Change is a part of life, but it has not always been central to education. When I began teaching, there were some peers whose lesson plans and notes seemed to have been written on parchment. They hadn’t been changed in many, many years (if ever). And, there was no compelling reason for them to change. Every teacher was free to determine what curriculum to present, how to present it, and how to evaluate student learning. Every two or three years an administrator would schedule a cursory evaluation, the outcome or which was a foregone conclusion.

New teachers are entering a profession that is anything but static. The methodology of teaching has changed, in large part due to technology and the Internet. Curriculum has changed, in large part driven by state standards. For about the past twelve years, my school district has been overhauling instruction to address the California Content Standards. By-and-large, this has been a good thing. As a science teacher, I appreciate the fact that there is an agreed upon curriculum. I also appreciate that the California Science standards are considered thorough and rigorous by the Fordham Institute. Standards have given us an identifiable set of targets. They have allowed (forced?) a much greater level of collaboration in the profession.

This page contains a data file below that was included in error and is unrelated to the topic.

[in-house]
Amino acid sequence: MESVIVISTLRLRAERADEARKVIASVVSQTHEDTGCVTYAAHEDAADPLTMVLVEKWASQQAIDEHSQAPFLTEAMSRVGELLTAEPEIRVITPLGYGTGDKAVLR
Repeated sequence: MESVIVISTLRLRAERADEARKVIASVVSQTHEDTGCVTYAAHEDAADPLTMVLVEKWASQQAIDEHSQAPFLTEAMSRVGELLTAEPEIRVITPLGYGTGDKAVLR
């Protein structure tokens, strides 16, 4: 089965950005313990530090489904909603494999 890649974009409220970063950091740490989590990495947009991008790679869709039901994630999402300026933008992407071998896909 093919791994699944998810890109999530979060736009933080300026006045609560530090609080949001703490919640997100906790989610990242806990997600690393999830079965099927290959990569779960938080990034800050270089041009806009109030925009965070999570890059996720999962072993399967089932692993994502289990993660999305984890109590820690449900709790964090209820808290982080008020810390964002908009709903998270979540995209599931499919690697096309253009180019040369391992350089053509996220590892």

Much of the effort that I’ve invested in the last ten years has been in developing tools and methods that allow us to know when our students have mastered content standards. We worked backwards, first writing semester “common course assessments”. Many of us have worked to develop a system of benchmark quizzes, which build toward thematic unit tests. Lastly, we are working harder than ever on multiple, daily checks for understanding so that when know when students are prepared for assessments that impact their grades.

We are now looking at new National Core Standards. Today, the California Department of Education announced that it will be changing the nature of our state assessment tests. I am working on the changes that are occurring in the AP Chemistry curriculum, which has an entirely new framework being put in place next year.

If it is your hope to cobble together some nice lesson plans, write some tests, and then use them for the next 30 years, you had better reconsider this profession. If it is your hope that the latest standards will be the end of change, and that the next state test format will be the final edit, you are destined to be disappointed. Change is now part of this profession, as it must be in a rapidly changing world. Deal with it, or go home.

Published by

Andy Allan

I am the owner-developer of and a science teacher at El Diamante High School in Visalia, CA.